confirmed just ahead of the deadline that he plans to run for re-election next month, officially kicking off a campaign that the war in Ukraine has overshadowed.
Mr. Macron announced his candidacy in a letter published by several regional newspapers on Thursday, an unusually low-key way to join a campaign that his opponents have been urging him to enter for weeks. Under French election law, presidential candidates have had declare they are running by the end of the day on Friday.
“We are experiencing upheaval at an incredible speed,” Mr. Macron wrote in his letter. “Make no mistake: we will not address these challenges by turning inwards or appealing to nostalgia.”
The president’s aides say that the demands of coordinating France’s and Europe’s response to Russia’s increasingly violent invasion of Ukraine forced him to repeatedly postpone announcing his official candidacy.
“I won’t be able to campaign as I would have wished given the context,” Mr. Macron wrote.
Still, his focus on the geopolitical crisis has helped him stifle his main opponents by keeping him above the domestic political fray. While Mr. Macron’s shuttle diplomacy over the Ukraine crisis failed to avert war with Russia, his visibility on the world stage helped cement his status as a statesman at a time when analysts say voters are seeking a steady hand.
War in Europe has also sidelined some of the issues his main political opponents have focused their campaigns on, such as crime, immigration and the place of Islam in French society.
Support for Mr. Macron this week rose to its highest yet in a poll for the current race. He would receive 28% of the vote in the first round of presidential elections on April 10, ahead of far-right leader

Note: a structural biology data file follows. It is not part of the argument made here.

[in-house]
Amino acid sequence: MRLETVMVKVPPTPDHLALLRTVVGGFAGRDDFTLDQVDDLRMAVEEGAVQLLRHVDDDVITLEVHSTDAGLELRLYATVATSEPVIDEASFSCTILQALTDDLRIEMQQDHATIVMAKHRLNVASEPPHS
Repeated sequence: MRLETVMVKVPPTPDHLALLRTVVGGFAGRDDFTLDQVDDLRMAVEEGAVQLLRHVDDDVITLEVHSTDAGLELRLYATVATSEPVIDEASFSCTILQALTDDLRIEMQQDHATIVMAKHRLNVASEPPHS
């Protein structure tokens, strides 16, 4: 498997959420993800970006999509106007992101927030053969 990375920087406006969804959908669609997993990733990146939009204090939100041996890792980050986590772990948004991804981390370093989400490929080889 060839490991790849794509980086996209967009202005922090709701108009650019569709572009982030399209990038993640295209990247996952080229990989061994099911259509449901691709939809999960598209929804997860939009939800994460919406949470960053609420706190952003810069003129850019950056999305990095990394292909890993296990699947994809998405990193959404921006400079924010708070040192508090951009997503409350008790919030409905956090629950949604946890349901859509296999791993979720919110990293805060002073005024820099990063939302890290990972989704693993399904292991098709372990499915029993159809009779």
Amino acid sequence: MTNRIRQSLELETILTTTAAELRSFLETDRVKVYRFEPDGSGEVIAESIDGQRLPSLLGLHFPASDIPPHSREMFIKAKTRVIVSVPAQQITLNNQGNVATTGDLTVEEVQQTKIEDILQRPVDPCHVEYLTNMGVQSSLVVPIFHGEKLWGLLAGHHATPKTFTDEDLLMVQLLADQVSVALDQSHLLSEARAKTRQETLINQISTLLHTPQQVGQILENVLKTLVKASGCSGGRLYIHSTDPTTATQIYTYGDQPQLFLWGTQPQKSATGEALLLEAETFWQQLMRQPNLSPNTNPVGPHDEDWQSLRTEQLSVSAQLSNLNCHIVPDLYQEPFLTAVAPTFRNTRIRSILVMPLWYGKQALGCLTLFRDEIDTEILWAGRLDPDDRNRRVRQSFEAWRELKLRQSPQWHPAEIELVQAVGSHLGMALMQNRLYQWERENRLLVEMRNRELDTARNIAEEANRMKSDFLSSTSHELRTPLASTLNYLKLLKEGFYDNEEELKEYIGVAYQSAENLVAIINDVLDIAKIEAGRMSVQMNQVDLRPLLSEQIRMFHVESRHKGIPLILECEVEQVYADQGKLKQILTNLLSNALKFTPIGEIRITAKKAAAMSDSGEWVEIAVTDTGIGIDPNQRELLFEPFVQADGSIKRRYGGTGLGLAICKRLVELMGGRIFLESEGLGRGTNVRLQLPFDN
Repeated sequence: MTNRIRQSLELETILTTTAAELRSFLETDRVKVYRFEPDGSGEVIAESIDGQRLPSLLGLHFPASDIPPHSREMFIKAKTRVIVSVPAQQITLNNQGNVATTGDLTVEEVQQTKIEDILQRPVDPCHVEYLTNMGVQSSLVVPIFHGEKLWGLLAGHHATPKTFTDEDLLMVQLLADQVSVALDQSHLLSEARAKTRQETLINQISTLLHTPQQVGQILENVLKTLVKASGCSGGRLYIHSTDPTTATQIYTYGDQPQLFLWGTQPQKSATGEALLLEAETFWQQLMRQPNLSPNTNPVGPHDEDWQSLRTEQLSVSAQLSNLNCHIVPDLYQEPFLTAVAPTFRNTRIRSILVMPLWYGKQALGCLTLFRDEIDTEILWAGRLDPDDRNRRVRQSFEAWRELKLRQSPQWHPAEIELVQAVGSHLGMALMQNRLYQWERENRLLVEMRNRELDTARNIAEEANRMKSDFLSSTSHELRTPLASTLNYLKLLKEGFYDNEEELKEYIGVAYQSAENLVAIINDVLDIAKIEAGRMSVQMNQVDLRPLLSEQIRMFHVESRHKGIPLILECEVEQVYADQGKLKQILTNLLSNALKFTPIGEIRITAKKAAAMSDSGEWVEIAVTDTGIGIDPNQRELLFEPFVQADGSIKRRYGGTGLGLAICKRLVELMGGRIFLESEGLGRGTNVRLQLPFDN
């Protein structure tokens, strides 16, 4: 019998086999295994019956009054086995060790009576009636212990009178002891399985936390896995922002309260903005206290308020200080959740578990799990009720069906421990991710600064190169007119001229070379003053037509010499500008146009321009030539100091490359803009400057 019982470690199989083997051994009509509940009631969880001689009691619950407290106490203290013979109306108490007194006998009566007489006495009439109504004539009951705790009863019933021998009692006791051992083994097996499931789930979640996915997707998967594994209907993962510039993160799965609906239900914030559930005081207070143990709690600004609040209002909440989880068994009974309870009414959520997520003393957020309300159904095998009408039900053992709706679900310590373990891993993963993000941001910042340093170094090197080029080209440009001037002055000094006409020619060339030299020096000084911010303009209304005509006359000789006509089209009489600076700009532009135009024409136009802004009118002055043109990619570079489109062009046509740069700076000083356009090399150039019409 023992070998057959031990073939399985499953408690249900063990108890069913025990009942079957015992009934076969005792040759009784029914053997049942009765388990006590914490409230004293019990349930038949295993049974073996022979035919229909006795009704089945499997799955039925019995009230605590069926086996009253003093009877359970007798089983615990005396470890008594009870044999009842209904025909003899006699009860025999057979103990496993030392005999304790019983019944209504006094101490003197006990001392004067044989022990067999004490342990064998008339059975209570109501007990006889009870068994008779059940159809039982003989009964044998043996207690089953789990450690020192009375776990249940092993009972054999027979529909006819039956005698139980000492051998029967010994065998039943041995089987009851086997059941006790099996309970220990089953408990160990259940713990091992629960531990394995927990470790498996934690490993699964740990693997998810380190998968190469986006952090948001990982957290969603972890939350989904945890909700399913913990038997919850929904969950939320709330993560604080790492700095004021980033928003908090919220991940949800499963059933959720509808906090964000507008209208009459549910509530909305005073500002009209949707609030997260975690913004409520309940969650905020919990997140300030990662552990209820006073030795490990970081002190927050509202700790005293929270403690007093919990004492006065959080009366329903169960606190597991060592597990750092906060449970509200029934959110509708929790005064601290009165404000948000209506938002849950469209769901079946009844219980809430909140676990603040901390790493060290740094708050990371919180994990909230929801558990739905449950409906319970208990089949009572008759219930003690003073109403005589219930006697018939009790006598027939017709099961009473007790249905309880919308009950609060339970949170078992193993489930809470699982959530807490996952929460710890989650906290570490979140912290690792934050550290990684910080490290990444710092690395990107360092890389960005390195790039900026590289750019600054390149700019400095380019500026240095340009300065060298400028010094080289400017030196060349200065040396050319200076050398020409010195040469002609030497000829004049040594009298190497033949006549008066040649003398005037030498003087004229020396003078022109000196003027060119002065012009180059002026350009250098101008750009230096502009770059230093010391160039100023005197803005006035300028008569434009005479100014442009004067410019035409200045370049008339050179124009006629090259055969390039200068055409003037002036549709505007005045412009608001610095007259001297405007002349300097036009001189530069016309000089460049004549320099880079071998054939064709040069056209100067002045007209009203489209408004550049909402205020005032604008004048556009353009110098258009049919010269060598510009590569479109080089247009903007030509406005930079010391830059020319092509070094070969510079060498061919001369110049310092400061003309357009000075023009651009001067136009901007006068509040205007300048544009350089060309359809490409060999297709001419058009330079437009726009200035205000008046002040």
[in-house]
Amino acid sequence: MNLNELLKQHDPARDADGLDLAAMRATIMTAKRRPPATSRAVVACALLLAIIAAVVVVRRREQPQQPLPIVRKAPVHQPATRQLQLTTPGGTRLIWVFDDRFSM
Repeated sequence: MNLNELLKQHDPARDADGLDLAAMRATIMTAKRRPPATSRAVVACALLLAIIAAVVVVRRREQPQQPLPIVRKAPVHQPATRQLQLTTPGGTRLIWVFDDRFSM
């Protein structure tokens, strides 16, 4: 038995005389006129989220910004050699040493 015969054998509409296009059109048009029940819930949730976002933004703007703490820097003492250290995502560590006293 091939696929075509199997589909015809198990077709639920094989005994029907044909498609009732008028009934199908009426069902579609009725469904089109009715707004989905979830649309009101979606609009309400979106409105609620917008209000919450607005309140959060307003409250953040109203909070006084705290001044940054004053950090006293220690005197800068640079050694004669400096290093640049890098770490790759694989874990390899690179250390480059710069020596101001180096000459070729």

Marine Le Pen,
who would get 16%, the Ifop poll said. Anti-immigrant TV pundit
and conservative candidate
came in at 14% and 13%, respectively.
Mr. Macron would handily win a runoff against Ms. Le Pen by 56.5% to 43.5%, the poll said. In France, the top two candidates in the first round of voting make it to the second and final round.
With five weeks to go before the first round of voting, Mr. Macron plans to hold just a few large rallies and campaign on a handful of themes including defense, the environment and purchasing power, his aides said.
While wartime diplomacy has burnished Mr. Macron’s image, Russia’s invasion has proved a liability for some rivals who have previously voiced admiration for Russian President
Before Mr. Zemmour became a candidate, he publicly mused in 2018 that he dreamed of a French version of Mr. Putin, who would come along and save France. “He takes a country which was an empire, which could have been a great power, and he tries to straighten it out,” Mr. Zemmour said.
Weeks before Russia invaded Ukraine, far-left firebrand
defended Mr. Putin and described Moscow’s concerns about the North Atlantic Treaty Organization’s eastward expansion as legitimate. “I consider that it is the United States which is in the aggressive position and not Russia,” Mr. Mélenchon said on national television. He quickly backtracked last week and condemned Russia’s attack.
Ms. Le Pen, who visited Mr. Putin in Moscow just before France’s 2017 presidential election, sought to strike a balance, rejecting Mr. Putin’s actions while acknowledging he has a place in her political heart. “I think that everybody has a form of admiration for Mr. Putin, but frankly, I consider that what he’s done is highly reprehensible,” she said last week.
About 58% of French people believe that Mr. Macron rose to the occasion during the crisis in Ukraine, according to a recent poll, and 65% say the war will play an important role in how they decide to vote.
Write to Noemie Bisserbe at [email protected]
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